Originally published September 21, 2016. Updated January 3, 2018.
We hosted our first Facebook Live Q&A from Wharton’s Philadelphia campus to answer questions about our MBA Program for Executives and look at the big picture of the application process. Diane Sharp, director of admissions, and Alicia Rodgers, admissions and events coordinator, fielded live questions from viewers and talked about the program requirements, admission calendar, tuition costs, and more.
Get answers to the 28 most frequently asked questions below.
Can an applicant take the GRE instead of the GMAT? — Christopher Y.
Applicants have the option of taking the Graduate Management Admissions Test (GMAT), the Graduate Record Examination (GRE) or the Executive Assessment (EA), if applying as a Traditional applicant. Fellows applicants must submit GMAT or GRE scores.
I have a master’s degree so do you need transcripts from undergrad as well? Or is the last highest degree transcript sufficient? —Pankur A.
We will need all of your transcripts from all of your undergraduate and graduate school programs. These will help us evaluate your academic potential in the program.
Is there a requirement or “strong guideline” for years of experience? — Alexandra G.
Most of our applicants have around 8–10 years of work experience. However, we do have a Fellows designation for applicants who have demonstrated outstanding leadership potential. There are slightly different application and sponsorship requirements for our Fellows applicants. For more information, please see the Sponsorship section of our website.
When you see the GMAT scores, which sections on the GMAT do you usually weigh more than others? —Farukh A.
We will look most closely at the quantitative portion and IR (integrated reasoning) portion of the test, but you should plan to study for the whole test to get the highest score possible. Our average last year was around 700 (quite high).
What’s the average GMAT score that I need to aim for? — Syed H.
Our class average is typically around 700–710. More importantly, we like to see a minimum quantitative score in the 70th-80th percentile range, as there is a direct correlation between how well someone does on their quantitative section and how well they perform in the program.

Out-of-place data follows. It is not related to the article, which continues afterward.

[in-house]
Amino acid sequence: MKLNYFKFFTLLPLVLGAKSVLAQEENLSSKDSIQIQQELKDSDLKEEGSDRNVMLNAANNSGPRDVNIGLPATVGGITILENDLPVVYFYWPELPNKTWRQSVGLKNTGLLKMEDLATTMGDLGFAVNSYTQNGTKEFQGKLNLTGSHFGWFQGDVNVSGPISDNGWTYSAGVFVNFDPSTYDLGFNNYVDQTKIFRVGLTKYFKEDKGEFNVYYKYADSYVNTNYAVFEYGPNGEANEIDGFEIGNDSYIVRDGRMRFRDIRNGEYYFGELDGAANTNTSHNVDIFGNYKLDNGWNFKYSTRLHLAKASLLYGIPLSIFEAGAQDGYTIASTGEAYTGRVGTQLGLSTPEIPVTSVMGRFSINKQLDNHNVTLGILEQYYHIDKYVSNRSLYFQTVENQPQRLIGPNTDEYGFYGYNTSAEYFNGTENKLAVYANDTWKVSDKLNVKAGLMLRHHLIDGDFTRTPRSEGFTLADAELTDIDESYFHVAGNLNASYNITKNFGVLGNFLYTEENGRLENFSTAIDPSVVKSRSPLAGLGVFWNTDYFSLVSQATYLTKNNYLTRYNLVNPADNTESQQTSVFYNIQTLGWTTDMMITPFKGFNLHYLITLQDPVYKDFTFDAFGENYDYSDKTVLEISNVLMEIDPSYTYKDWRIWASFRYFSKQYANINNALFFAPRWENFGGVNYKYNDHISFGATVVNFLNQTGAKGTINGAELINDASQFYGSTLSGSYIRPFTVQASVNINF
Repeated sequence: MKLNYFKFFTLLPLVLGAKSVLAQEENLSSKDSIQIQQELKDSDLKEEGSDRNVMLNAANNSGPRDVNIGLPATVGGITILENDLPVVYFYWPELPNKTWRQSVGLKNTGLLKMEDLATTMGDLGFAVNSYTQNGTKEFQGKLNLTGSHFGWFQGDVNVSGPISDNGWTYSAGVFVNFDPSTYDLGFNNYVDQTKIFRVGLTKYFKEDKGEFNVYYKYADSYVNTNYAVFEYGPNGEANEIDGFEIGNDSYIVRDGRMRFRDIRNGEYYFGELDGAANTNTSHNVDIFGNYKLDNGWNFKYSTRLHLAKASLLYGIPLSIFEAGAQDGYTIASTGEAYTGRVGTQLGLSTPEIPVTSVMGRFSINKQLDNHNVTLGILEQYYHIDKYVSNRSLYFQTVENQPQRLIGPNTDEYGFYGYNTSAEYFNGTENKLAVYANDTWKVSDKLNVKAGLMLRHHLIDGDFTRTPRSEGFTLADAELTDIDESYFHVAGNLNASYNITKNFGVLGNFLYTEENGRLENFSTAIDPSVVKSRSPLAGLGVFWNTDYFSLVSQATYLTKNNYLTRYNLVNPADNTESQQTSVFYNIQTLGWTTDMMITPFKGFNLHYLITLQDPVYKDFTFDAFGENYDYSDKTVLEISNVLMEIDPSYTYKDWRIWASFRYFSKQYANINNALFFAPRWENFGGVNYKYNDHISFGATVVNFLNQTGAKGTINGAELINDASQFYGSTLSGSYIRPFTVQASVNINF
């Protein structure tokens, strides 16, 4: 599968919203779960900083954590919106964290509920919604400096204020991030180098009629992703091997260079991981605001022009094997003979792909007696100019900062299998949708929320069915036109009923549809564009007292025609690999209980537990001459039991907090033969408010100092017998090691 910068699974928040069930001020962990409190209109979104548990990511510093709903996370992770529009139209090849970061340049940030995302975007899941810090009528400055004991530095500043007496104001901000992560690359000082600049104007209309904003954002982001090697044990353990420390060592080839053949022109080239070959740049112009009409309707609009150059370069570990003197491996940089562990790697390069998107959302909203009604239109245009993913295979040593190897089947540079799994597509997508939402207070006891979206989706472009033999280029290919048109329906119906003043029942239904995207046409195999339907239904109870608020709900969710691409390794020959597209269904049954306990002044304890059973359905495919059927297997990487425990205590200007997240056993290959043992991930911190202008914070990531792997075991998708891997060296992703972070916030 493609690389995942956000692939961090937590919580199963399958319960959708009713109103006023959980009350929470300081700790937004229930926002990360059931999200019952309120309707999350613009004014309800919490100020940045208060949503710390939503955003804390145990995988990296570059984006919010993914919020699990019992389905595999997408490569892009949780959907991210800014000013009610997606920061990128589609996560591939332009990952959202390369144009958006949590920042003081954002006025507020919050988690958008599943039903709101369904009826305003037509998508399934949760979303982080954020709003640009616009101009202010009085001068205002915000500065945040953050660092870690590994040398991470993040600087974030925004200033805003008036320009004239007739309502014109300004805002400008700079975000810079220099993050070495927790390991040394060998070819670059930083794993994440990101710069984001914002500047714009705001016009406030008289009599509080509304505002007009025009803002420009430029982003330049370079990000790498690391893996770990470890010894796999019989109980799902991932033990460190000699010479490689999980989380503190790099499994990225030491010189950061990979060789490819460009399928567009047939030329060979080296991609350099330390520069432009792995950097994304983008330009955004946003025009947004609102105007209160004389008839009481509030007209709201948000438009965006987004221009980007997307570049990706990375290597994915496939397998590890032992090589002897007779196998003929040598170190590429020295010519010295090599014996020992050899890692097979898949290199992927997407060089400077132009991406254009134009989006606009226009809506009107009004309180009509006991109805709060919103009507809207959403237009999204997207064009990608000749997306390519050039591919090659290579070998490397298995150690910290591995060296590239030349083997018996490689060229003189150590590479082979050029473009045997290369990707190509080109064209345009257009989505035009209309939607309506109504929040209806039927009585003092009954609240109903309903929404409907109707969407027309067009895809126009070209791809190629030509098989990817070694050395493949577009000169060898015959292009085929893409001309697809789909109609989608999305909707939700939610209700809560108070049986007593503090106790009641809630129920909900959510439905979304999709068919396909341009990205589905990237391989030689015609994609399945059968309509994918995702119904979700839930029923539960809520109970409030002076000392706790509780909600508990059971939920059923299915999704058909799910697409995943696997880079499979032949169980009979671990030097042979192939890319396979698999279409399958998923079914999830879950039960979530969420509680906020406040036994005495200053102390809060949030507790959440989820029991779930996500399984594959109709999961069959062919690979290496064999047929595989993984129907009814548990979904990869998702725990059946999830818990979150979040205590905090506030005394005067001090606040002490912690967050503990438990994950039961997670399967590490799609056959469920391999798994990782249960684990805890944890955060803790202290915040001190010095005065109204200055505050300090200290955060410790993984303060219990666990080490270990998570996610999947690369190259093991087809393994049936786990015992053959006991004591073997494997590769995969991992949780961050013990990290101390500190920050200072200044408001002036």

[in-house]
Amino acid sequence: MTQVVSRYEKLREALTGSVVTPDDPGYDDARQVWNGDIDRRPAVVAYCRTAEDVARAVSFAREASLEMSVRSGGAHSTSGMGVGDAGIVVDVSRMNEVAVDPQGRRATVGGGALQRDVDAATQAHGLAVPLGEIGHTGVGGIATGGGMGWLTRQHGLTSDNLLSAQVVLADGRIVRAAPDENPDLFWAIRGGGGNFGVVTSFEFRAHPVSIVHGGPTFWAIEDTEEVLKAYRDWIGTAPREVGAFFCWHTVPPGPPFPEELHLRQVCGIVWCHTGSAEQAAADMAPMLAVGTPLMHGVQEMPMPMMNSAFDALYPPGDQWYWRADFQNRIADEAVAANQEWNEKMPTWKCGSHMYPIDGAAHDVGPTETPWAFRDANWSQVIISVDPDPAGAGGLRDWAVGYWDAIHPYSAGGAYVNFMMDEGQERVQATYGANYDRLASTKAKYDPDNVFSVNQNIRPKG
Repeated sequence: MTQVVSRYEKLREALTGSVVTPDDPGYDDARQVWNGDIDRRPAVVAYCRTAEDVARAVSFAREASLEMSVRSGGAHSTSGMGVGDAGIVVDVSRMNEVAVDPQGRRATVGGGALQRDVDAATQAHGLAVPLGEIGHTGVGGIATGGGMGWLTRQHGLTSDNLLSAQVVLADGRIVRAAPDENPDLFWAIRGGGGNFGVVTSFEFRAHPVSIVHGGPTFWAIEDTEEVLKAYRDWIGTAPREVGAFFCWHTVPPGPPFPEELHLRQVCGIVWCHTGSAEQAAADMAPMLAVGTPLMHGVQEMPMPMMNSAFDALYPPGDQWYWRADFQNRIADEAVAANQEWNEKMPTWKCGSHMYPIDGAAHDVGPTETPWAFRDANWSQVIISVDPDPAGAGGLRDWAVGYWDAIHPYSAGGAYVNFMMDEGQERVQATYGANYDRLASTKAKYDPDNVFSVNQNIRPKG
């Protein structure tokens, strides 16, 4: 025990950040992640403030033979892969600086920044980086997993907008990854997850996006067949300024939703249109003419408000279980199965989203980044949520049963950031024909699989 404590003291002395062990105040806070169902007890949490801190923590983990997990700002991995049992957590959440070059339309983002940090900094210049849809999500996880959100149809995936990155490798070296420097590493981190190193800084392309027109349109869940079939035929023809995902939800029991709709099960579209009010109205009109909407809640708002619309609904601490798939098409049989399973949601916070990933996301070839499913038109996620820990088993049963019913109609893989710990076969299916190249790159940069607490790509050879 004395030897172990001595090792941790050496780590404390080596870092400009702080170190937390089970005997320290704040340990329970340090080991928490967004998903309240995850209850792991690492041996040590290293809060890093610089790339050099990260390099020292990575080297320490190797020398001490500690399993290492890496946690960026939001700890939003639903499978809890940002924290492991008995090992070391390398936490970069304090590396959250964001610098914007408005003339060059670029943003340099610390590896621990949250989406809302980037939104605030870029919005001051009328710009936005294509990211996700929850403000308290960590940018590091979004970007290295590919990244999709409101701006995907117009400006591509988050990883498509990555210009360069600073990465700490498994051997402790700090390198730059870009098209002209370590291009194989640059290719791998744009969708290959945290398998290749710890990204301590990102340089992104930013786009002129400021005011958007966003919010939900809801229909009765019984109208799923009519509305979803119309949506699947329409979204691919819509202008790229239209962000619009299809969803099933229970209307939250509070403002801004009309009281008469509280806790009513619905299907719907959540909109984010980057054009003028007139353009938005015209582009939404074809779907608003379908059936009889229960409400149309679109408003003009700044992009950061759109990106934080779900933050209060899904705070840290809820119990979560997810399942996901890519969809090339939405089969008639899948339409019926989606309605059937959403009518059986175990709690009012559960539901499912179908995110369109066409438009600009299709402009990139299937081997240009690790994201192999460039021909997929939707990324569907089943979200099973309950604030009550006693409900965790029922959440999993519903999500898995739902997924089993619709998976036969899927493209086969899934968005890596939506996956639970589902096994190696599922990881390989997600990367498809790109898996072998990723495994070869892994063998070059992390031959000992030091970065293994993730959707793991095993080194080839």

I’m a pharma graduate and have 8 years of field experience in India. Can I join this EMBA program through distance learning? — Shouvik S.
Because we value the immersive MBA experience, we do not offer distance learning for an MBA degree. However, you might want to check out the classes taught by our professors on Coursera.org. While these courses do not count toward a degree, they do offer unparalleled access to our outstanding professors and classes.
What is the average GPA required? — Shireen K.
There is no average GPA requirement. If you were not an outstanding undergraduate student, test results become an important way of demonstrating your academic skills (and therefore might have more weight placed on it).
Tuition & Financial Aid
What type of financial aid in terms of grants, fellowships, scholarships, and loans are available for prospective students? — Shireen K.
Please see the Tuition and Financing section of our website for information on this matter. We also encourage applicants to check out private scholarships. Additionally, you might be interested in Common Bond, an organization started by Wharton students who wanted to offer students more competitive school loans.
Do you have financial aid options for this program? — Edmundo P.
Please see our website for a discussion of financial aid. Also note that accepted students are given access to financial aid counseling prior to deciding to enroll in our program. We do not provide financial aid via the program. Instead, any sponsorship you receive will be negotiated by you and your company. Some companies provide 100% sponsorship to their employees, while others do not sponsor at all. In that instance, you’d be self-funding the program and making use of either federal student loans or private loans, depending on your particular circumstances.
What is the average cost of the program for self-paying applicants? — Sandra N.
The cost of the program for the class of 2019 is $198,600, and that price includes room and board, as well as food and other incidentals while you are on campus on Fridays and Saturdays — as well as hotel costs for a one-week trip our students take together abroad. Transportation is not included in that number (you’re responsible for your own plane/train tickets to and from campus and also for the international trip). Books are also not included in that amount, but tuition, fees, and all other expenses are.
How much is the tuition per semester? — Leah K.
Tuition for the class of 2019 is $198,600 and is billed on a semester-by-semester basis in six installments of $33,100 each.
Can I visit during weekdays for interview before hitting “submit” on my application? — Andy L.
Please contact Alicia Rodgers at email@example.com to schedule an interview and class visit. It is not advisable to submit your application before interviewing because we do not start reading completed application until each round deadline (for example, we do not read Round 1 applications until December 6). Plan to schedule and complete your interview before submitting your online application. You never know how your visit might help you complete a specific part of the essay questions.
When are the best days to come in for an on-site visit at the SF location? — Chase Z.
The day you interview is also the best time to sit in on classes and learn more about the application process. Please visit our website for contact information for the San Francisco arm of the program and follow the instructions to schedule an in-person interview / campus visit. It is our preference that candidates do both on the same day. Interviews happen on Fridays and Saturdays when class is in session. To learn more, visit our website and check out the portion that discusses the interview process.
Can you please provide contact information for visits? — Jill J.
Are there any transitional services (recruitment services) available to students who would like to embark on a new career path or find jobs within their current line of work? — Shireen K.